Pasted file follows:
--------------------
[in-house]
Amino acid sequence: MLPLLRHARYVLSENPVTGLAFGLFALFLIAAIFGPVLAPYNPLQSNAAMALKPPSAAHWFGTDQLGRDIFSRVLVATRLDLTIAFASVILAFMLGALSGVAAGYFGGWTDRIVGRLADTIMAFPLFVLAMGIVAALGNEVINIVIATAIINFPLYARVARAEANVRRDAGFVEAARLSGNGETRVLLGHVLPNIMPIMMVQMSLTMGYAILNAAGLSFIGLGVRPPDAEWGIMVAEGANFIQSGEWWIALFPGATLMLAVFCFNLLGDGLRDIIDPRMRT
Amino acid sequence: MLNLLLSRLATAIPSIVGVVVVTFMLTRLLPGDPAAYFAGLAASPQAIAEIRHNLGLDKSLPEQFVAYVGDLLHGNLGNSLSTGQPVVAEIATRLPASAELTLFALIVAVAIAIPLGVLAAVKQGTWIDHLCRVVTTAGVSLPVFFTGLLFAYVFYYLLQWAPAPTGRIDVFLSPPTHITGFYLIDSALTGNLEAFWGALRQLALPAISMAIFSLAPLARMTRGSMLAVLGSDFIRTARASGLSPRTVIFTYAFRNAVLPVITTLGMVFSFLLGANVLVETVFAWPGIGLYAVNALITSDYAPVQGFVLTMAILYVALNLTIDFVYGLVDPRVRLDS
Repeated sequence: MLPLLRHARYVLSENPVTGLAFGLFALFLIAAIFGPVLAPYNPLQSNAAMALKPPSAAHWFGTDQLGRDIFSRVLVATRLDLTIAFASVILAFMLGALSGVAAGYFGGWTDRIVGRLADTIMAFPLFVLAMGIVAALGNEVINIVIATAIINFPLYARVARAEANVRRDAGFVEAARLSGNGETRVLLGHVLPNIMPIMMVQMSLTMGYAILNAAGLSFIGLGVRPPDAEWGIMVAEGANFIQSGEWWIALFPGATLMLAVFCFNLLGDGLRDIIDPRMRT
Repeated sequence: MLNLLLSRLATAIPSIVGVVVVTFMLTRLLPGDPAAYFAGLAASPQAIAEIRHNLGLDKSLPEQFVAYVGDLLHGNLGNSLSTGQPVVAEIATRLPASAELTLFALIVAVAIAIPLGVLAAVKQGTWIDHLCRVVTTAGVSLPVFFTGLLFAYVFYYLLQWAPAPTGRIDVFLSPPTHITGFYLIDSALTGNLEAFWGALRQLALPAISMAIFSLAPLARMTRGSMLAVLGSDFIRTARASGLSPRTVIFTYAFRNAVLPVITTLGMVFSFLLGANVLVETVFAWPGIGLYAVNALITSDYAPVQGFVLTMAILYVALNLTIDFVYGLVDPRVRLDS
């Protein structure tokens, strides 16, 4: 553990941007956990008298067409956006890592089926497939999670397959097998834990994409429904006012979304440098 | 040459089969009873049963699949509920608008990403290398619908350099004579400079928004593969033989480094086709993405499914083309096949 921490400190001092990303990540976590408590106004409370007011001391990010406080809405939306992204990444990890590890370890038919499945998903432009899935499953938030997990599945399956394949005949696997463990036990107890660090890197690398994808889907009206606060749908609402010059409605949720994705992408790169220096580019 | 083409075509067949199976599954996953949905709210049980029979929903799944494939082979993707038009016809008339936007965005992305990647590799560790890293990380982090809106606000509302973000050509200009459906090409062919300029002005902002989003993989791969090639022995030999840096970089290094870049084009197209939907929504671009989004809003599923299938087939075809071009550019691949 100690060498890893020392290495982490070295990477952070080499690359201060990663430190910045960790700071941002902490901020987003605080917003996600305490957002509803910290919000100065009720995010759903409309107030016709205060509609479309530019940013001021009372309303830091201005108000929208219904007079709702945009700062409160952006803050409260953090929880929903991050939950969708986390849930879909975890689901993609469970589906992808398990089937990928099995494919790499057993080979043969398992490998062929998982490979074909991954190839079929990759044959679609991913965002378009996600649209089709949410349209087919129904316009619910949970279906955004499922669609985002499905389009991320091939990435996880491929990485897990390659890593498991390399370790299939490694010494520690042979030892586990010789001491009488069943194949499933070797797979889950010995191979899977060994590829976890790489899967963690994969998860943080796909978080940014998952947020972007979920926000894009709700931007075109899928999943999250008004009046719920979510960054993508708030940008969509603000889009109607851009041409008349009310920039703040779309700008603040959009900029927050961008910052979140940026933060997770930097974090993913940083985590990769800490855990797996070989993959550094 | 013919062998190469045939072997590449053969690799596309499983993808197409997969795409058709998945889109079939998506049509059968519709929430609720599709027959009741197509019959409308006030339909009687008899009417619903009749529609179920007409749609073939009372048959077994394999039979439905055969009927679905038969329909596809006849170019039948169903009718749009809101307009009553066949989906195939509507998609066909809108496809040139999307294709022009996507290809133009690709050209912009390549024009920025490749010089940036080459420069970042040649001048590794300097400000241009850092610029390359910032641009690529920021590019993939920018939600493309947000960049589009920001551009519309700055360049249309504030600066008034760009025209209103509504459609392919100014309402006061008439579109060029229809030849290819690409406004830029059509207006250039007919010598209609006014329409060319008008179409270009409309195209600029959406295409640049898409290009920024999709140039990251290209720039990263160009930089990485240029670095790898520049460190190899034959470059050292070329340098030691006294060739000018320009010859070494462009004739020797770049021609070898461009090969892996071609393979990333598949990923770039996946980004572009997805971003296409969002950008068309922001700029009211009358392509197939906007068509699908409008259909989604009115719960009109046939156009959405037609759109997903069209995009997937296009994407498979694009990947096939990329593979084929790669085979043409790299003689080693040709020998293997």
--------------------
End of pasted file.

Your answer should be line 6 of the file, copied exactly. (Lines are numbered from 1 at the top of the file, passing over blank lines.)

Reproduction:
């Protein structure tokens, strides 16, 4: 553990941007956990008298067409956006890592089926497939999670397959097998834990994409429904006012979304440098 | 040459089969009873049963699949509920608008990403290398619908350099004579400079928004593969033989480094086709993405499914083309096949 921490400190001092990303990540976590408590106004409370007011001391990010406080809405939306992204990444990890590890370890038919499945998903432009899935499953938030997990599945399956394949005949696997463990036990107890660090890197690398994808889907009206606060749908609402010059409605949720994705992408790169220096580019 | 083409075509067949199976599954996953949905709210049980029979929903799944494939082979993707038009016809008339936007965005992305990647590799560790890293990380982090809106606000509302973000050509200009459906090409062919300029002005902002989003993989791969090639022995030999840096970089290094870049084009197209939907929504671009989004809003599923299938087939075809071009550019691949 100690060498890893020392290495982490070295990477952070080499690359201060990663430190910045960790700071941002902490901020987003605080917003996600305490957002509803910290919000100065009720995010759903409309107030016709205060509609479309530019940013001021009372309303830091201005108000929208219904007079709702945009700062409160952006803050409260953090929880929903991050939950969708986390849930879909975890689901993609469970589906992808398990089937990928099995494919790499057993080979043969398992490998062929998982490979074909991954190839079929990759044959679609991913965002378009996600649209089709949410349209087919129904316009619910949970279906955004499922669609985002499905389009991320091939990435996880491929990485897990390659890593498991390399370790299939490694010494520690042979030892586990010789001491009488069943194949499933070797797979889950010995191979899977060994590829976890790489899967963690994969998860943080796909978080940014998952947020972007979920926000894009709700931007075109899928999943999250008004009046719920979510960054993508708030940008969509603000889009109607851009041409008349009310920039703040779309700008603040959009900029927050961008910052979140940026933060997770930097974090993913940083985590990769800490855990797996070989993959550094 | 013919062998190469045939072997590449053969690799596309499983993808197409997969795409058709998945889109079939998506049509059968519709929430609720599709027959009741197509019959409308006030339909009687008899009417619903009749529609179920007409749609073939009372048959077994394999039979439905055969009927679905038969329909596809006849170019039948169903009718749009809101307009009553066949989906195939509507998609066909809108496809040139999307294709022009996507290809133009690709050209912009390549024009920025490749010089940036080459420069970042040649001048590794300097400000241009850092610029390359910032641009690529920021590019993939920018939600493309947000960049589009920001551009519309700055360049249309504030600066008034760009025209209103509504459609392919100014309402006061008439579109060029229809030849290819690409406004830029059509207006250039007919010598209609006014329409060319008008179409270009409309195209600029959406295409640049898409290009920024999709140039990251290209720039990263160009930089990485240029670095790898520049460190190899034959470059050292070329340098030691006294060739000018320009010859070494462009004739020797770049021609070898461009090969892996071609393979990333598949990923770039996946980004572009997805971003296409969002950008068309922001700029009211009358392509197939906007068509699908409008259909989604009115719960009109046939156009959405037609759109997903069209995009997937296009994407498979694009990947096939990329593979084929790669085979043409790299003689080693040709020998293997």